Realising the urgent and unavoidable need of agriculture reforms in Pakistan, the government is all set to launch the Agriculture Emergency Programme (AEP) worth Rs 309 billion across the country. All procedural and codal formalities have been completed in this regard. As many as 16 projects in the agriculture sector would be launched under this programme to boost yields of major crops. The project also aims to revolutionise agriculture and livestock sectors by conserving water and soil; tapping the potential of aquaculture and shrimp farming and establishing new markets to protect farmers from exploitation of middlemen.
While government’s initiative deserves to be applauded, and there is no denying the fact that the ailing agriculture sector of the country was gasping for such intensive-care treatment, we must also acknowledge the contribution of some torch-bearers who kindled the light of hope in the testing times. While provincial agricultural departments over Pakistan have been doing a spectacular job in bringing about change to improve this sector, a few marathon runners in the national pavilion deserve a standing ovation for strengthening their hands in this herculean task.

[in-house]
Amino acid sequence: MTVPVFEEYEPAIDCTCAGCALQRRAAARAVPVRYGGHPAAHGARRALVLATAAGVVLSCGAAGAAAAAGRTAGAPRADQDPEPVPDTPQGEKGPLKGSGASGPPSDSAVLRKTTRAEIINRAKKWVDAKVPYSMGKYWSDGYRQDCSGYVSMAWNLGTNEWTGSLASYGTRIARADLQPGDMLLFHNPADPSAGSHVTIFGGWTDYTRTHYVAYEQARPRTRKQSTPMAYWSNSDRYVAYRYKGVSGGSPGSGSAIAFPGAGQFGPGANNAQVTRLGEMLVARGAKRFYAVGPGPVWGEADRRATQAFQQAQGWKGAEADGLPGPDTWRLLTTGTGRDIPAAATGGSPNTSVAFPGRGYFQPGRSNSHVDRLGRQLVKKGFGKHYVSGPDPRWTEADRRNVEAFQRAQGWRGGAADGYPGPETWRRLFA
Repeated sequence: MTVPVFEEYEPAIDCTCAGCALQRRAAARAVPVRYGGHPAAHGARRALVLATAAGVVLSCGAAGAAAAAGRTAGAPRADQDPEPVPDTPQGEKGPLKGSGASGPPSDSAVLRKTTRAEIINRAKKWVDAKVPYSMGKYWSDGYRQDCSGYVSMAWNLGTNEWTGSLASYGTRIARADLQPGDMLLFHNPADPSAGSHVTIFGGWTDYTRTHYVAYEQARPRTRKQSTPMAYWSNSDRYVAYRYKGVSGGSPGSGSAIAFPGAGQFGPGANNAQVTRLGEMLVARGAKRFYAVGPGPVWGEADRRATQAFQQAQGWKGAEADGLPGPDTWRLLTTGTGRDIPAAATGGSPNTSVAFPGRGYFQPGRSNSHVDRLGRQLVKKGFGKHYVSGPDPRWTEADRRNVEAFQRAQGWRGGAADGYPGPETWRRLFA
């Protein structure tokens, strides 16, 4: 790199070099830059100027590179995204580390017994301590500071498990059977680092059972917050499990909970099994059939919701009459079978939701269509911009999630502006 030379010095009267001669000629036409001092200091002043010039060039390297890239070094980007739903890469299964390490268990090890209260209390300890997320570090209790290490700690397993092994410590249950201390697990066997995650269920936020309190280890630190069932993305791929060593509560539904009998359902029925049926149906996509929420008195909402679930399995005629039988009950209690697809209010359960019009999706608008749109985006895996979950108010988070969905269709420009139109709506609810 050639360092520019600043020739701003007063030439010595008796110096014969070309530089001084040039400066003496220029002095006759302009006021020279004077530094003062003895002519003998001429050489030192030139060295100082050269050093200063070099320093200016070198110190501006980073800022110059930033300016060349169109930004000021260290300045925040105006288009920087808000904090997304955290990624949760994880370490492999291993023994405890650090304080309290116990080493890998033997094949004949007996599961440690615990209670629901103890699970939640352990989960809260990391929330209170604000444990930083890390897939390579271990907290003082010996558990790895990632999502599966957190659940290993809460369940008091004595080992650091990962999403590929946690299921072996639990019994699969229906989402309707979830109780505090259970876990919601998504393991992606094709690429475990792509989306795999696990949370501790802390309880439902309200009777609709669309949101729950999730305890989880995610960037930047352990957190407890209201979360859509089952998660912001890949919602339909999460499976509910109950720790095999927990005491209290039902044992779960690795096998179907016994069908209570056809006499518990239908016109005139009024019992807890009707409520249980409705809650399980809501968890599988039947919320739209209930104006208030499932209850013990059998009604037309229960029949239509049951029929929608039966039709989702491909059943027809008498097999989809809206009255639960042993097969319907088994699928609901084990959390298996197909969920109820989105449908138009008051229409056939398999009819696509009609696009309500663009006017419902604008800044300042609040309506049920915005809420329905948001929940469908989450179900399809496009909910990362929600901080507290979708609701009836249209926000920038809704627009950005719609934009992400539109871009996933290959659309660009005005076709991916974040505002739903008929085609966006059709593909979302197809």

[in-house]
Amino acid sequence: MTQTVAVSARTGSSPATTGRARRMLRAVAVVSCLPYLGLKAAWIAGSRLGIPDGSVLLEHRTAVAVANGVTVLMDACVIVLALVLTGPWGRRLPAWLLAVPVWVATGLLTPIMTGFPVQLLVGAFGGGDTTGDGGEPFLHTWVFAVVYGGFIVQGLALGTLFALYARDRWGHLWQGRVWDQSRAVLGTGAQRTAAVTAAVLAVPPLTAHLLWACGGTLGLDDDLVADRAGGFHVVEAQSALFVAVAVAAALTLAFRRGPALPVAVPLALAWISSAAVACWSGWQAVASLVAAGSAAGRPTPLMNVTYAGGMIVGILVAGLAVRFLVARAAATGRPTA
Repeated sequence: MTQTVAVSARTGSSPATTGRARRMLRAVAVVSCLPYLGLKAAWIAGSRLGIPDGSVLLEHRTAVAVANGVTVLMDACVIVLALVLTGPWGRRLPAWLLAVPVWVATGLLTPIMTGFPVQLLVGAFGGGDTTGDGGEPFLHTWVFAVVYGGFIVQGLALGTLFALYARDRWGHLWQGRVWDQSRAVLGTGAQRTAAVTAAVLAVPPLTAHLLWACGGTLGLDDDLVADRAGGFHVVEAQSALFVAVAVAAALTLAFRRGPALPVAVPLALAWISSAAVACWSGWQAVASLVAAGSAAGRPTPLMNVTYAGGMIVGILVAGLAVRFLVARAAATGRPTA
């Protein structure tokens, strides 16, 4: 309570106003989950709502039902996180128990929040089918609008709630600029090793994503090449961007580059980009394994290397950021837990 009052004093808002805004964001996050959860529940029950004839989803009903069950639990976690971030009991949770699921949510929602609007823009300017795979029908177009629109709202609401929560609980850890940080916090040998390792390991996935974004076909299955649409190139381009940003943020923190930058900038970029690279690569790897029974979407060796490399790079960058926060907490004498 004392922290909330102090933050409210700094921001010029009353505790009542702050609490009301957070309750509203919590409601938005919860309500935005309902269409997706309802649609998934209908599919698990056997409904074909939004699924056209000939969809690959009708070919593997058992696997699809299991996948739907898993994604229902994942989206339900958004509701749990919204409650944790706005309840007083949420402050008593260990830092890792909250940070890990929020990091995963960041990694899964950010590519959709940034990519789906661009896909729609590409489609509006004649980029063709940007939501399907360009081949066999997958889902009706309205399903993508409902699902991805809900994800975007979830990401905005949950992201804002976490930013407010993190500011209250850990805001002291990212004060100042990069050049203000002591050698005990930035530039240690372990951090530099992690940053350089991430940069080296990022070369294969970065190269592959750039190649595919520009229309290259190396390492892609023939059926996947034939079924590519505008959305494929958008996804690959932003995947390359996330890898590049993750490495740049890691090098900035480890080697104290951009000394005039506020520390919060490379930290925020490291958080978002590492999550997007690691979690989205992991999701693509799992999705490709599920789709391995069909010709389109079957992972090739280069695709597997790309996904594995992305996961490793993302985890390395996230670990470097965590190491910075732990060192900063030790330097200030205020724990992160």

Pakistan Atomic Energy Commission (PAEC) is one such contributor. PAEC has taken the lead in utilising nuclear technology to improve the productivity of the agricultural sector through the introduction of new crop varieties, pest control technologies, plant nutrition, water management, animal health and productivity as well as food decontamination and preservation. Four PAEC agricultural research centres have been established in three provinces of Pakistan, with a major share of the cultivatable land in the country. Nuclear Institute of Agriculture (NIA) in Tando Jam, Sindh, (1962) was the first such institutes. Nuclear Institute for Agriculture and Biology (NIAB), Faisalabad, Punjab (1972), Nuclear Institute for Food and Agriculture (NIFA), Peshawar, KPK (1982) and National Institute for Biotechnology & Genetic Engineering (NIBGE), Faisalabad, Punjab (1994) were established in a span of about 32 years and have contributed more than Rs 1200 billion in the economy of Pakistan through the development of new crop varieties.